I cannot tell you how many times people have come to me saying, “I really can’t keep this friendship up,” but then they go and initiate more contact with the person! They text them, send the friend notes, or invite them to birthday parties because they feel guilty about not wanting to be friends anymore. They don’t want to be mean! But not wanting to be friends doesn’t mean you don’t think they’re a good person–we’re supposed to love everyone, yes, but we’re not supposed to give all of our time to everyone.
So stop making the first move with people who you know really aren’t healthy for you. Stop letting your guilt perpetuate a friendship that isn’t healthy. Stop texting first, and stop setting up times to hang out. Not all friendships need a huge confrontation to end. Often you can just let it naturally fade away.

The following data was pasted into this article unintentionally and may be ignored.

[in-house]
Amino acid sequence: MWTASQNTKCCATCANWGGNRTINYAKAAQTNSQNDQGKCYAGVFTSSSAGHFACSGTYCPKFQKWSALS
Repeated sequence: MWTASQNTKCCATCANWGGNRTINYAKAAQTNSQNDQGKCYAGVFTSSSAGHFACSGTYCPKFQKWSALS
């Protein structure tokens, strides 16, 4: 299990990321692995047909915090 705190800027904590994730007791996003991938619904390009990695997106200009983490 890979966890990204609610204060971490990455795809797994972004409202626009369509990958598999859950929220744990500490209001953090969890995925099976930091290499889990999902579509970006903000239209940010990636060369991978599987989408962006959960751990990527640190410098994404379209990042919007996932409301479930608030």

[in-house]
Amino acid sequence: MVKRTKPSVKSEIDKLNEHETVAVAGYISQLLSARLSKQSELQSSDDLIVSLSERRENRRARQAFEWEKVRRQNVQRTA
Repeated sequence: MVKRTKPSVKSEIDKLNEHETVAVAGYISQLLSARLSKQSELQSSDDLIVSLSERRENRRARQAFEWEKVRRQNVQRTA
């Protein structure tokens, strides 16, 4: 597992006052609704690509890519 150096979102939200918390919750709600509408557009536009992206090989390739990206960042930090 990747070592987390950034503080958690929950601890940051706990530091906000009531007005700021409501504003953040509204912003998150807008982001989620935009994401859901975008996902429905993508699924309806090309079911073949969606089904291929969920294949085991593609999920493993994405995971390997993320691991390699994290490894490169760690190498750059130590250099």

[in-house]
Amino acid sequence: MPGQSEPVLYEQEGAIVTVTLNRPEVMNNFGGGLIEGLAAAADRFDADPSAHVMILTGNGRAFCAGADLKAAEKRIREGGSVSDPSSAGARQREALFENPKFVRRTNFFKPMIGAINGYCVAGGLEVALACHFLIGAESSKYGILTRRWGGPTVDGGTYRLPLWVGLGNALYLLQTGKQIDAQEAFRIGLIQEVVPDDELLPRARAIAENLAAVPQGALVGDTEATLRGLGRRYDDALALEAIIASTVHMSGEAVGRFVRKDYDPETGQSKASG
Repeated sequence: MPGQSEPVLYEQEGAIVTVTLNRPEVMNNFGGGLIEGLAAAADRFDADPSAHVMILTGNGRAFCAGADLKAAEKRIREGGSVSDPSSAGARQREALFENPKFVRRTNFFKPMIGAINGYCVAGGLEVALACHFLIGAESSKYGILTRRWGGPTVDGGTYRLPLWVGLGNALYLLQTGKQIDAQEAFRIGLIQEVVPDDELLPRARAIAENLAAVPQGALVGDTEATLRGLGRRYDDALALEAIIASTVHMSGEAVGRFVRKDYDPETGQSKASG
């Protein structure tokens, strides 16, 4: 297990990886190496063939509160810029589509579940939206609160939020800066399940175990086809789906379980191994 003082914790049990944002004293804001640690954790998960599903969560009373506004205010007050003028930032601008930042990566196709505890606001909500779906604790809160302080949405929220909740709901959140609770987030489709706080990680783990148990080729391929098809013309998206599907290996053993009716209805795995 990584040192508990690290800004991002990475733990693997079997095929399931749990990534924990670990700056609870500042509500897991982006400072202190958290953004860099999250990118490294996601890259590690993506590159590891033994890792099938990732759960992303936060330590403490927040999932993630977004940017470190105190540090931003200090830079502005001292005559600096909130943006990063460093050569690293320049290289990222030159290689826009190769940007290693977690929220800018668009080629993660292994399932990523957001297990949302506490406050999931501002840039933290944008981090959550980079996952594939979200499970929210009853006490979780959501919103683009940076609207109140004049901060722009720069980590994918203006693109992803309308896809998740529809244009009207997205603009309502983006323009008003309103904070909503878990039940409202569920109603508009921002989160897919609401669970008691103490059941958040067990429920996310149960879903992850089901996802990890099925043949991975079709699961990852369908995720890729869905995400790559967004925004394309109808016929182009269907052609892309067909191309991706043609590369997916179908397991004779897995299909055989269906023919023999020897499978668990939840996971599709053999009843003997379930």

2. Create boundaries for that friend
If your friendship is one that is emotionally draining but you still want to stay friends with them, just with a bit of space, figure out how much space you need. Can you have coffee with them once a month? What about skyping every other week? Figure out what you’re able to handle without compromising your mental health.
The problem is often that we feel so guilty about not being there for someone else that we’re not able to be there for ourselves. Yes, it’s important to be supportive. But if a friendship is draining because the person is really emotionally needy, you’re just enabling that by sticking around and giving them all your time.